84 Benjamin 1999a, p. 461; Benjamin 1972, Volume 5, pp. 575-6; see Adorno 1989, p. 54; Benjamin 1972, Volume 2, p. 80; Benjamin 1998, p. 166; Benjamin 1972, Volume 1, p. 343.
Apart from the convoluted dialectic of the quotation itself - Adorno's Kierkegaard book was heavily dependent on Benjamin's Trauerspiel book -Benjamin picks up the idea of the dialectical image, which Adorno himself developed from Benjamin! He is, of course, after the nature of the image, for in Kierkegaard the image brings, in the well-known phrase, the dialectic to a stop. But the real question here is whether Benjamin took notice of Adorno's criticism of theology - especially his argument that Kierkegaard's effort to base philosophy on theology was bound to fail in its reversion to myth. I suspect he did not, for Adorno's point is that Kierkegaard's aesthetic cannot help but be archaic and primal, that is, mythical. Even in the snippets quoted here, Adorno worries away at the question of myth, precisely on the basis of Benjamin's work: he draws from Benjamin's Trauerspielbuch the opposition between history and nature, which becomes in Adorno's hands the realm of a spatialised and timeless myth. And then the 'landscape' in the famous 'facies hippocratica' quotation is, in fact, that of myth, petrified and primordial. But, in the curious interchange, Benjamin misses Adorno's point and plunges headlong into myth itself.85 For Benjamin uses theology, or rather, a theological appropriation of biblical commentary, to break the hold of myth within capitalism. Yet, as Adorno never tires of pointing out, theology cannot avoid falling back on myth.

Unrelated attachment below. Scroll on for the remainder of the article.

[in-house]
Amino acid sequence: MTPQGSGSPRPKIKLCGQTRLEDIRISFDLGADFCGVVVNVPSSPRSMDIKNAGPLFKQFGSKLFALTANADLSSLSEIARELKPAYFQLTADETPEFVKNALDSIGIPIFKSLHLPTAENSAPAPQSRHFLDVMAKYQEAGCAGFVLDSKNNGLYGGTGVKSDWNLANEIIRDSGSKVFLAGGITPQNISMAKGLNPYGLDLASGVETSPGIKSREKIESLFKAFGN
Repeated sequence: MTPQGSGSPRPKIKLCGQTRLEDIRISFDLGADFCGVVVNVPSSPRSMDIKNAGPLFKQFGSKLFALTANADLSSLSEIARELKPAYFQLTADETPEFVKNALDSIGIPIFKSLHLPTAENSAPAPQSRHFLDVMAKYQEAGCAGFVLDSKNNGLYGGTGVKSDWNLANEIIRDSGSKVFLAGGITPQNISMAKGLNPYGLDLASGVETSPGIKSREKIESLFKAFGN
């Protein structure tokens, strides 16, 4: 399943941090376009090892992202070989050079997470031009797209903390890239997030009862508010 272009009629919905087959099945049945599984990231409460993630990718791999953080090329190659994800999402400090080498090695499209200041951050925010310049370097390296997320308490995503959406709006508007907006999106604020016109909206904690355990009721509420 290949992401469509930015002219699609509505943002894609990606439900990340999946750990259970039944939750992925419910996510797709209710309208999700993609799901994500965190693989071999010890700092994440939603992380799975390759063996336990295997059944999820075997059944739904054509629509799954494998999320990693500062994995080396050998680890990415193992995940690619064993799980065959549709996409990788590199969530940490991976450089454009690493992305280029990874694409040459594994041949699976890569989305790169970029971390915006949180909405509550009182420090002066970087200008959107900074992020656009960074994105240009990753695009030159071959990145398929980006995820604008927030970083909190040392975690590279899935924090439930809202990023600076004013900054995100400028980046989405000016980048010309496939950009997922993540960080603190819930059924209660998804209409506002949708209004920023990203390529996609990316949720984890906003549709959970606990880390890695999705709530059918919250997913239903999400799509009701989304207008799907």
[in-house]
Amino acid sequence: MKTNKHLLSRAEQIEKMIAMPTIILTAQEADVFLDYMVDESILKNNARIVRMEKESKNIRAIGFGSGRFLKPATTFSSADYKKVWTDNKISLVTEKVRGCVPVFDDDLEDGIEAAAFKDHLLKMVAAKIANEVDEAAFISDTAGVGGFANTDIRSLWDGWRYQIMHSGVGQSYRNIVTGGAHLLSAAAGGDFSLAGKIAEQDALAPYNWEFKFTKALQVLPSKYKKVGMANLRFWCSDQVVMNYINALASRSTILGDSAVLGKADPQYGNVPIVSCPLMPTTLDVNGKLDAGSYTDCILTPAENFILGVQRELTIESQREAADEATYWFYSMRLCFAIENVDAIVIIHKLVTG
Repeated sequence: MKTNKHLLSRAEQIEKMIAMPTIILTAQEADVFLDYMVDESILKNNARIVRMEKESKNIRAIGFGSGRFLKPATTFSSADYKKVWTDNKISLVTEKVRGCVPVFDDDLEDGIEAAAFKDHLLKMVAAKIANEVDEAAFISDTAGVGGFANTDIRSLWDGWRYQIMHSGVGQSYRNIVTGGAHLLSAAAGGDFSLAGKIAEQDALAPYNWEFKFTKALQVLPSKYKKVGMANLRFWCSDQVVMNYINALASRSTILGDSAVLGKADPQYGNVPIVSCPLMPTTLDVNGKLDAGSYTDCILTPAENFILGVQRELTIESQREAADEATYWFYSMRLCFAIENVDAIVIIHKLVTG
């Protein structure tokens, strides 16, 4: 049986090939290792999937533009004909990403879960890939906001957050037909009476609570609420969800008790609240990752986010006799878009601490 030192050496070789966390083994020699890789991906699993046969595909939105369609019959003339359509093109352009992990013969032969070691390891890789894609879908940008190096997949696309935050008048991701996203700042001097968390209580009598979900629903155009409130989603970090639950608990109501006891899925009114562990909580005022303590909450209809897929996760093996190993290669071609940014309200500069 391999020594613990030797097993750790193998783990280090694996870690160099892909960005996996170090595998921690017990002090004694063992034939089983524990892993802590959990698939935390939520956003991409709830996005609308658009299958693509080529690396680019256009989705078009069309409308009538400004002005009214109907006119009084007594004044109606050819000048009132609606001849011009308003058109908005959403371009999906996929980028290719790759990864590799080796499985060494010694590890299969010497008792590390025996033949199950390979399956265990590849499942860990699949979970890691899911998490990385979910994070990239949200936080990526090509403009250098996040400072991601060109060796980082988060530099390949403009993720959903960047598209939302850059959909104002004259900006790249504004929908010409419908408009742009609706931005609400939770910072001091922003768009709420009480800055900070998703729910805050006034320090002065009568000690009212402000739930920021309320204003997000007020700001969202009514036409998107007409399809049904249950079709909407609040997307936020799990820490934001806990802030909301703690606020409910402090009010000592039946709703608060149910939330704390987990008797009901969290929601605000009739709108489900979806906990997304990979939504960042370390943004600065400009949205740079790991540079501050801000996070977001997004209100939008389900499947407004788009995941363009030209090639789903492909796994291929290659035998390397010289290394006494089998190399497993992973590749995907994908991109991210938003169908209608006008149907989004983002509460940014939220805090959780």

It is worth tarrying with the argument that follows the passage I quoted above. He takes it in two directions, one in terms of the dialectical image and the other, closely related, of the blasting out of history. As for the dialectical image, Benjamin shifts the double register of theology and political economy that I have been following through the Passagenarbeit to the more specific one of technology and myth. And the Konvoluten that follow play with this relationship: Saint-Simon (O), Fourier (W) and the history of sects (p) find themselves juxtaposed with panoramas (Q), technology (S), modes of lighting (T), railroads (U), photography (Y), dolls and automaton (Z), reproduction technology and lithography (i).
But what Benjamin wants to do with this is attempt to produce a new dialectic that will break the hold of myth - a dialectic of the image rather than argumentation, dialectics at a standstill, 'the quintessence of the method':86 'image is that wherein what has been comes together in a flash with the now
85 See further Adorno 1977, pp. 111-12.
86 Benjamin 1999a, p. 865; Benjamin 1972, Volume 5, p. 1035.
to form a constellation'.87 Like the flash, or 'posthumous shock'88 of a camera, such a dialectical image seeks to overcome a purely temporal relation between past and present. The image is therefore not historical progression, but 'suddenly emergent', a flash that is found, enigmatically, in language. Is this not a homeopathic solution? Benjamin takes the conjunction of the archaic and modern that capitalism generates in the interplay between technology and myth - the more technology develops the more myth returns - and pushes it to its logical extreme. The technology of capitalism exacerbates its own contradictions to the point of collapse.89